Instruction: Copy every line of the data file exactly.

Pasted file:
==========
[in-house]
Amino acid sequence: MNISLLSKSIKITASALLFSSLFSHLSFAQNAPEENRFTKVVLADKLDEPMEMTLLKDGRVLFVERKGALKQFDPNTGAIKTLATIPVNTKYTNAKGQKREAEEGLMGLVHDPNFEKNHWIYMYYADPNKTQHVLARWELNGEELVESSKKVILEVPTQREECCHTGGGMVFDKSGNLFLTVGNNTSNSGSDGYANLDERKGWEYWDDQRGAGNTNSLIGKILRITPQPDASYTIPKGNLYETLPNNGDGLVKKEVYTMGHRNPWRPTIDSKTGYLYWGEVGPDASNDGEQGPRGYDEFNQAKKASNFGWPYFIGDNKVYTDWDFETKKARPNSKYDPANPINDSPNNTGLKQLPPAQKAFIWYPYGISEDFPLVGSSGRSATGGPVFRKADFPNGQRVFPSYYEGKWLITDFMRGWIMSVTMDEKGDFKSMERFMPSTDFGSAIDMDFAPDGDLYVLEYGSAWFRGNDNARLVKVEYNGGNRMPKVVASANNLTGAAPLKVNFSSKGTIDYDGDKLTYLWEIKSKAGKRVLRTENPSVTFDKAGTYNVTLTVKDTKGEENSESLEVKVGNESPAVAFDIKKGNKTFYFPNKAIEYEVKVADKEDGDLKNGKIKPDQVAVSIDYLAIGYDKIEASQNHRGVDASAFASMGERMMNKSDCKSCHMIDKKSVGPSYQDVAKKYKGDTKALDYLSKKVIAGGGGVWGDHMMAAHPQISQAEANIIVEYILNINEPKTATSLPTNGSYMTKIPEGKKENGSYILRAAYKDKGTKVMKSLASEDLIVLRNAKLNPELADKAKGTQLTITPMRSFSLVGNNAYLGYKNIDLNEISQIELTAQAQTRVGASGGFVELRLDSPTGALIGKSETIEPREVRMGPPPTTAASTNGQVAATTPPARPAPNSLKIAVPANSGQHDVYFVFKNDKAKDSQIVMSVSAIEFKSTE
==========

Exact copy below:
[in-house]
Amino acid sequence: MNISLLSKSIKITASALLFSSLFSHLSFAQNAPEENRFTKVVLADKLDEPMEMTLLKDGRVLFVERKGALKQFDPNTGAIKTLATIPVNTKYTNAKGQKREAEEGLMGLVHDPNFEKNHWIYMYYADPNKTQHVLARWELNGEELVESSKKVILEVPTQREECCHTGGGMVFDKSGNLFLTVGNNTSNSGSDGYANLDERKGWEYWDDQRGAGNTNSLIGKILRITPQPDASYTIPKGNLYETLPNNGDGLVKKEVYTMGHRNPWRPTIDSKTGYLYWGEVGPDASNDGEQGPRGYDEFNQAKKASNFGWPYFIGDNKVYTDWDFETKKARPNSKYDPANPINDSPNNTGLKQLPPAQKAFIWYPYGISEDFPLVGSSGRSATGGPVFRKADFPNGQRVFPSYYEGKWLITDFMRGWIMSVTMDEKGDFKSMERFMPSTDFGSAIDMDFAPDGDLYVLEYGSAWFRGNDNARLVKVEYNGGNRMPKVVASANNLTGAAPLKVNFSSKGTIDYDGDKLTYLWEIKSKAGKRVLRTENPSVTFDKAGTYNVTLTVKDTKGEENSESLEVKVGNESPAVAFDIKKGNKTFYFPNKAIEYEVKVADKEDGDLKNGKIKPDQVAVSIDYLAIGYDKIEASQNHRGVDASAFASMGERMMNKSDCKSCHMIDKKSVGPSYQDVAKKYKGDTKALDYLSKKVIAGGGGVWGDHMMAAHPQISQAEANIIVEYILNINEPKTATSLPTNGSYMTKIPEGKKENGSYILRAAYKDKGTKVMKSLASEDLIVLRNAKLNPELADKAKGTQLTITPMRSFSLVGNNAYLGYKNIDLNEISQIELTAQAQTRVGASGGFVELRLDSPTGALIGKSETIEPREVRMGPPPTTAASTNGQVAATTPPARPAPNSLKIAVPANSGQHDVYFVFKNDKAKDSQIVMSVSAIEFKSTE